Nain Location and History
Nain (Persian: نائين, also Romanized as Nā'īn and Nāeyn) is a city in and the capital of Nain County, Isfahan province, Iran. At the 2006 census, its population was 24,424 in 6,950 families.
Na'in (also called Naein and Naeen) lies 170 km north of Yazd and 140 km east of Esfahan with an area of almost 35,000 km², Na'in lies at an altitude of 1545 m above sea level. Like much of the Iranian high plateau, it has a desert climate with a maximum temperature of 41 ° C in summer and a minimum of -9 ° C in winter.
More than 3000 years ago, the Persians learned how to build aqueducts underground (qanat in Persian کاریز or kariz) to bring water from the mountains into the plain. In the 1960s this ancient system provided more than 70 percent of the water in Iran and Na'in is one of the best places in the world to see these qanats working.
Unique to Na'in are some of the most important monuments in Iran: the Jame Mosque, one of the first four mosques built in Iran after the Arab invasion; The pre-Islamic fortress Narej; A Pirnia traditional house; The old bazaar; Rigareh, a Qanat-based water mill; And a Zurkhaneh (a place for traditional sports).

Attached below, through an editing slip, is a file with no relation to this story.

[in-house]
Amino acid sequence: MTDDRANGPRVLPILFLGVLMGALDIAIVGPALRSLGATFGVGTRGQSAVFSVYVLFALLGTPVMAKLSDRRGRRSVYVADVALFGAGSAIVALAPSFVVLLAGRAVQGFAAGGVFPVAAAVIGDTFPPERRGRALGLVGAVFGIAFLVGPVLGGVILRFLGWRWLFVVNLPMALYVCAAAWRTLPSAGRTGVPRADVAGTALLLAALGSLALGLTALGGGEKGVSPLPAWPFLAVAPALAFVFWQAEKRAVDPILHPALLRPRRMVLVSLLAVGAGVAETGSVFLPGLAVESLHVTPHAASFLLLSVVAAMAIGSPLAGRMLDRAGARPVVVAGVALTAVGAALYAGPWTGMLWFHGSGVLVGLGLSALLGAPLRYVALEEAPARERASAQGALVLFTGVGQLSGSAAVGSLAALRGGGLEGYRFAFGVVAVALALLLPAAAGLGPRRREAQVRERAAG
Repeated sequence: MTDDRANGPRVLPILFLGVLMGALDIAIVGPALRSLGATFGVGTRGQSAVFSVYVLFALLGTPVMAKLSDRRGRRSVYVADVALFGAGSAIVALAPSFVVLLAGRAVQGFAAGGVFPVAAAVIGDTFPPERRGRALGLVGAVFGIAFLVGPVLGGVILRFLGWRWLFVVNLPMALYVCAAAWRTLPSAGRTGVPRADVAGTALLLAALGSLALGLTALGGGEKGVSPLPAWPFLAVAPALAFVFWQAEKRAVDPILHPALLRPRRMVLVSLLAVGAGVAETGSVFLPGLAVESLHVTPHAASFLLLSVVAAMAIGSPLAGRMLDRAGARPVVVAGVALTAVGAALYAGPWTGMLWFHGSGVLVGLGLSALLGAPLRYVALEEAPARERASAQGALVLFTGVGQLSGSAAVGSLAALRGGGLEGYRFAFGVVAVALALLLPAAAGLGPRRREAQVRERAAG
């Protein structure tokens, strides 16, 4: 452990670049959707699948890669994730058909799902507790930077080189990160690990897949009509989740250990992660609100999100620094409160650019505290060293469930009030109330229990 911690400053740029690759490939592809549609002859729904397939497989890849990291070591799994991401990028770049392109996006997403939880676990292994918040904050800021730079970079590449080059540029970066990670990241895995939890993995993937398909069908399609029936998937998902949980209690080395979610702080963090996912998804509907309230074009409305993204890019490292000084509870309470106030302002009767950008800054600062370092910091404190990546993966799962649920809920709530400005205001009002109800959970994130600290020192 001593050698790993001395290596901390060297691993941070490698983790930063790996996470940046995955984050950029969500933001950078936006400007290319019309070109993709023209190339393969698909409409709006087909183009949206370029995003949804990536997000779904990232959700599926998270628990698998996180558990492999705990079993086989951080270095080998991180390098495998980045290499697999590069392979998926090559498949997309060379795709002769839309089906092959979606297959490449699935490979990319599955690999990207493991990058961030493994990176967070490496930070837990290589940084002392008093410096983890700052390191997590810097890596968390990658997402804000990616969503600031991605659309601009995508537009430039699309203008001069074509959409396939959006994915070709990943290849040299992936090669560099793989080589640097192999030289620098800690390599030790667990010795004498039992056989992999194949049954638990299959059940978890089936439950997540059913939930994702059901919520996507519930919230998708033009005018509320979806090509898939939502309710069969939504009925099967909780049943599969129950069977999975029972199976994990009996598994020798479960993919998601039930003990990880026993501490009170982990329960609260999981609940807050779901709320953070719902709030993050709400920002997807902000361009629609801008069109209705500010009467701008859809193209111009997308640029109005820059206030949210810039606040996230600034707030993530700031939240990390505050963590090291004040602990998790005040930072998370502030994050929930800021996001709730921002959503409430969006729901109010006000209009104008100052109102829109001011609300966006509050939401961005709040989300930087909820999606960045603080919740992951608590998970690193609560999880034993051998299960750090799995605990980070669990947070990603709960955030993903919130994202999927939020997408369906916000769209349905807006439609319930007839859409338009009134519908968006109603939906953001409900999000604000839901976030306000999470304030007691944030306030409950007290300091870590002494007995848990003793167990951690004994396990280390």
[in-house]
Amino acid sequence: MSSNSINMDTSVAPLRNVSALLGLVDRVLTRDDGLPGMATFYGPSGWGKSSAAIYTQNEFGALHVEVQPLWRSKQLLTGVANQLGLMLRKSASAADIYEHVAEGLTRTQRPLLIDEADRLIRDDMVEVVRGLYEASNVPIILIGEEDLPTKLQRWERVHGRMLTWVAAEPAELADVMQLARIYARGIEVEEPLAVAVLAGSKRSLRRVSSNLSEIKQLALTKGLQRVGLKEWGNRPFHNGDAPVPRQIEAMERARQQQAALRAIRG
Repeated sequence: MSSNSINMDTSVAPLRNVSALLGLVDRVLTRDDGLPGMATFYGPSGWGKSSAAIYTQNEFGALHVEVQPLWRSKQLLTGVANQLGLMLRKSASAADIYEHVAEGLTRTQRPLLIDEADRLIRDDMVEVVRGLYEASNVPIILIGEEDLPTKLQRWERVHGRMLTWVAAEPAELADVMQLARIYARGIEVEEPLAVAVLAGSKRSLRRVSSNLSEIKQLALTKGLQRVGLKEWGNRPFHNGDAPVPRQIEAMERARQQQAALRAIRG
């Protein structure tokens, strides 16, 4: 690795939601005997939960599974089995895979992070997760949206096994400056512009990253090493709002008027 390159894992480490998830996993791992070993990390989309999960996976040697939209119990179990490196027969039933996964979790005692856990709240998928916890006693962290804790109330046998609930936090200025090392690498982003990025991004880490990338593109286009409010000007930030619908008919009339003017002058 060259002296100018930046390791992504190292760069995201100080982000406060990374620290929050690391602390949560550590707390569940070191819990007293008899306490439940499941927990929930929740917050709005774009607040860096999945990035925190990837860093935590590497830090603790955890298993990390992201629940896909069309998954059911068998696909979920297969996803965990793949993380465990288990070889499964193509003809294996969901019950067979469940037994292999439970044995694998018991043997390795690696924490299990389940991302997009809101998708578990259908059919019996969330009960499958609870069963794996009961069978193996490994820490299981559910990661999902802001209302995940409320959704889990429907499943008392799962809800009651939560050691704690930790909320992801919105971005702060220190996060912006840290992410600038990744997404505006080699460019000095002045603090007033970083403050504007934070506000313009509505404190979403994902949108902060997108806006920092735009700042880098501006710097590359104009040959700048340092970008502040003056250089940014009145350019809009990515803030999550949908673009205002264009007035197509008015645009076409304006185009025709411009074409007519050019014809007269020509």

Besides its magnificent monuments, Na’in is also famous for high-quality carpets and wool textiles.
Some linguists believe that the word Na'in comes from the name of one of the descendants of the Prophet Noah, who was called "Naen". Many local people speak an ancient Pahlavi Sasani dialect, the same dialect spoken by the Zoroastrians in Yazd today. Other linguists say that the word Na'in is derived from the word "Nei" ("straw" in English) which is a marshy plant.
It has one of the earliest remaining mosques in Iran, and has a Sassanid era fort, now in ruins, called Narin Ghal'eh.
It extensively uses ab anbars. Naein is most famous in the world for its rugs.